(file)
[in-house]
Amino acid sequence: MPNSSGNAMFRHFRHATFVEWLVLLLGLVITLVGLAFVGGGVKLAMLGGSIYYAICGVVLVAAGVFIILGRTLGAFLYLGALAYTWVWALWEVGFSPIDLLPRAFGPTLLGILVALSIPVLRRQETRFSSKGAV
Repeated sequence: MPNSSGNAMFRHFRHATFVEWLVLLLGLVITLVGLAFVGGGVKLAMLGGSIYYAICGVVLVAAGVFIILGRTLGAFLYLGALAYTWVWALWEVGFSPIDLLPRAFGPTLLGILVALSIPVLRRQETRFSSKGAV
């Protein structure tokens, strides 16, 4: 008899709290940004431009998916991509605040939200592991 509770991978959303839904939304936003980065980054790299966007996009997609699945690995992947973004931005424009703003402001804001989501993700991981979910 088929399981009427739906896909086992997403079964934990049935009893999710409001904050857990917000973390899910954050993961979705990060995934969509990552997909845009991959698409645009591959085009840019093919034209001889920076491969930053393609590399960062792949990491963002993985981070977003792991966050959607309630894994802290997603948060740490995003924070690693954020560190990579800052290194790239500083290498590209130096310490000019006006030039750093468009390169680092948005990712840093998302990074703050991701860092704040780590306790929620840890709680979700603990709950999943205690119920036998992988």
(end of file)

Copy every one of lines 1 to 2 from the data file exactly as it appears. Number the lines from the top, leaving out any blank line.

[in-house]
Amino acid sequence: MPNSSGNAMFRHFRHATFVEWLVLLLGLVITLVGLAFVGGGVKLAMLGGSIYYAICGVVLVAAGVFIILGRTLGAFLYLGALAYTWVWALWEVGFSPIDLLPRAFGPTLLGILVALSIPVLRRQETRFSSKGAV